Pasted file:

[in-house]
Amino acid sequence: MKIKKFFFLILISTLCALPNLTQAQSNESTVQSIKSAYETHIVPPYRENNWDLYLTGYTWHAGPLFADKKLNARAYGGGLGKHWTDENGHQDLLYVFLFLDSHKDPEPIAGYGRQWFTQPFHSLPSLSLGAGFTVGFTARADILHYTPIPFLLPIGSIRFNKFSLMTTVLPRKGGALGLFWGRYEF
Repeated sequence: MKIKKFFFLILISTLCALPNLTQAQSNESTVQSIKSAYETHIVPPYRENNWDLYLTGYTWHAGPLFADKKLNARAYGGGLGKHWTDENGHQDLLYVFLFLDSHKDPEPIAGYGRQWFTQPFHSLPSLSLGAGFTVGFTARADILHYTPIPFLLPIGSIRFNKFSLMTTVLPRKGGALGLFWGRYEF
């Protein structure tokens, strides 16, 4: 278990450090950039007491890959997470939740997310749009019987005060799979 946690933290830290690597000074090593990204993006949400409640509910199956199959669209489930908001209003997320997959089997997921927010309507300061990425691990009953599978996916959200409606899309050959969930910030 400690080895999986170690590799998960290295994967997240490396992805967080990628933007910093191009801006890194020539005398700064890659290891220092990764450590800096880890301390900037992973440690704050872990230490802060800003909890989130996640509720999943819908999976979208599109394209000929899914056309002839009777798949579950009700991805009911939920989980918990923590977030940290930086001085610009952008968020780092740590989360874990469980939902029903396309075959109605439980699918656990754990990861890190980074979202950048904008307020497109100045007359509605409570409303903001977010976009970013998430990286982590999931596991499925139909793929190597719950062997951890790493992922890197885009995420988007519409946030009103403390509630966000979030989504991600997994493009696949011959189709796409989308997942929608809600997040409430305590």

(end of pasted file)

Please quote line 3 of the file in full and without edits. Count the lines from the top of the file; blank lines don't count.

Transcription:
Repeated sequence: MKIKKFFFLILISTLCALPNLTQAQSNESTVQSIKSAYETHIVPPYRENNWDLYLTGYTWHAGPLFADKKLNARAYGGGLGKHWTDENGHQDLLYVFLFLDSHKDPEPIAGYGRQWFTQPFHSLPSLSLGAGFTVGFTARADILHYTPIPFLLPIGSIRFNKFSLMTTVLPRKGGALGLFWGRYEF